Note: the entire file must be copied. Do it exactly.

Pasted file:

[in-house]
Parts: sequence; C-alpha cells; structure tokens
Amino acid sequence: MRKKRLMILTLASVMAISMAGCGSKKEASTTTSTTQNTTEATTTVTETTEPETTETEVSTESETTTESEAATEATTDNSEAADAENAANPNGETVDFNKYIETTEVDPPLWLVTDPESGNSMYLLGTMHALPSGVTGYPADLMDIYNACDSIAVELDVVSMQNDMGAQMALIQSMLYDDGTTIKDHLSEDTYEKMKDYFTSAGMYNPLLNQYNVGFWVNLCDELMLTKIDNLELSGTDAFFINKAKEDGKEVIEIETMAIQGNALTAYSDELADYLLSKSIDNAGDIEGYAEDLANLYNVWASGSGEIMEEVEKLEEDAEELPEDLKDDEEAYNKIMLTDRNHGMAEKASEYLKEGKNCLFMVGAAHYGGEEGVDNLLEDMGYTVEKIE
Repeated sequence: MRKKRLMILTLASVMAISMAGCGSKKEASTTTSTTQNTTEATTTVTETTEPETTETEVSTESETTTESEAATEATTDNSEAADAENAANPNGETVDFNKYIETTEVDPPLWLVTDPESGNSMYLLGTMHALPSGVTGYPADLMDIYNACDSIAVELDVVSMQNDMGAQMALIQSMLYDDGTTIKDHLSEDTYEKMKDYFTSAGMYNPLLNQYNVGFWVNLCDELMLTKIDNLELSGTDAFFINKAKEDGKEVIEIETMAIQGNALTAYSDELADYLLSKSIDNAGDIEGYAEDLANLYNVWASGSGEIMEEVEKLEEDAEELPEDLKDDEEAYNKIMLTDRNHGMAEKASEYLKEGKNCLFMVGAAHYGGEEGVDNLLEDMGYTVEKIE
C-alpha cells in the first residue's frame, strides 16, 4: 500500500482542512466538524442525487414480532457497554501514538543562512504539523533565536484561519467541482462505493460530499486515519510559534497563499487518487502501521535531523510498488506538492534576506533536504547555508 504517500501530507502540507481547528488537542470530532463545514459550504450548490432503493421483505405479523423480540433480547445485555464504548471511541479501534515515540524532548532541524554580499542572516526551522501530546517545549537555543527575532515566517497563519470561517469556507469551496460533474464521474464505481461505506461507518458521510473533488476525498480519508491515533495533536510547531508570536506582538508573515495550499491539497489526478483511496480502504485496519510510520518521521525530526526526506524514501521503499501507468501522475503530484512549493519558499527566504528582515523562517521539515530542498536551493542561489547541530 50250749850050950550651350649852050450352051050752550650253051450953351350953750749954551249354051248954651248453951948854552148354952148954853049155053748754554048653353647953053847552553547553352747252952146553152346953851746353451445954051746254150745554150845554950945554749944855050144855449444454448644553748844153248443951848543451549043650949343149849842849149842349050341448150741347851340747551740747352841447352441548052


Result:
[in-house]
Parts: sequence; C-alpha cells; structure tokens
Amino acid sequence: MRKKRLMILTLASVMAISMAGCGSKKEASTTTSTTQNTTEATTTVTETTEPETTETEVSTESETTTESEAATEATTDNSEAADAENAANPNGETVDFNKYIETTEVDPPLWLVTDPESGNSMYLLGTMHALPSGVTGYPADLMDIYNACDSIAVELDVVSMQNDMGAQMALIQSMLYDDGTTIKDHLSEDTYEKMKDYFTSAGMYNPLLNQYNVGFWVNLCDELMLTKIDNLELSGTDAFFINKAKEDGKEVIEIETMAIQGNALTAYSDELADYLLSKSIDNAGDIEGYAEDLANLYNVWASGSGEIMEEVEKLEEDAEELPEDLKDDEEAYNKIMLTDRNHGMAEKASEYLKEGKNCLFMVGAAHYGGEEGVDNLLEDMGYTVEKIE
Repeated sequence: MRKKRLMILTLASVMAISMAGCGSKKEASTTTSTTQNTTEATTTVTETTEPETTETEVSTESETTTESEAATEATTDNSEAADAENAANPNGETVDFNKYIETTEVDPPLWLVTDPESGNSMYLLGTMHALPSGVTGYPADLMDIYNACDSIAVELDVVSMQNDMGAQMALIQSMLYDDGTTIKDHLSEDTYEKMKDYFTSAGMYNPLLNQYNVGFWVNLCDELMLTKIDNLELSGTDAFFINKAKEDGKEVIEIETMAIQGNALTAYSDELADYLLSKSIDNAGDIEGYAEDLANLYNVWASGSGEIMEEVEKLEEDAEELPEDLKDDEEAYNKIMLTDRNHGMAEKASEYLKEGKNCLFMVGAAHYGGEEGVDNLLEDMGYTVEKIE
C-alpha cells in the first residue's frame, strides 16, 4: 500500500482542512466538524442525487414480532457497554501514538543562512504539523533565536484561519467541482462505493460530499486515519510559534497563499487518487502501521535531523510498488506538492534576506533536504547555508 504517500501530507502540507481547528488537542470530532463545514459550504450548490432503493421483505405479523423480540433480547445485555464504548471511541479501534515515540524532548532541524554580499542572516526551522501530546517545549537555543527575532515566517497563519470561517469556507469551496460533474464521474464505481461505506461507518458521510473533488476525498480519508491515533495533536510547531508570536506582538508573515495550499491539497489526478483511496480502504485496519510510520518521521525530526526526506524514501521503499501507468501522475503530484512549493519558499527566504528582515523562517521539515530542498536551493542561489547541530 50250749850050950550651350649852050450352051050752550650253051450953351350953750749954551249354051248954651248453951948854552148354952148954853049155053748754554048653353647953053847552553547553352747252952146553152346953851746353451445954051746254150745554150845554950945554749944855050144855449444454448644553748844153248443951848543451549043650949343149849842849149842349050341448150741347851340747551740747352841447352441548052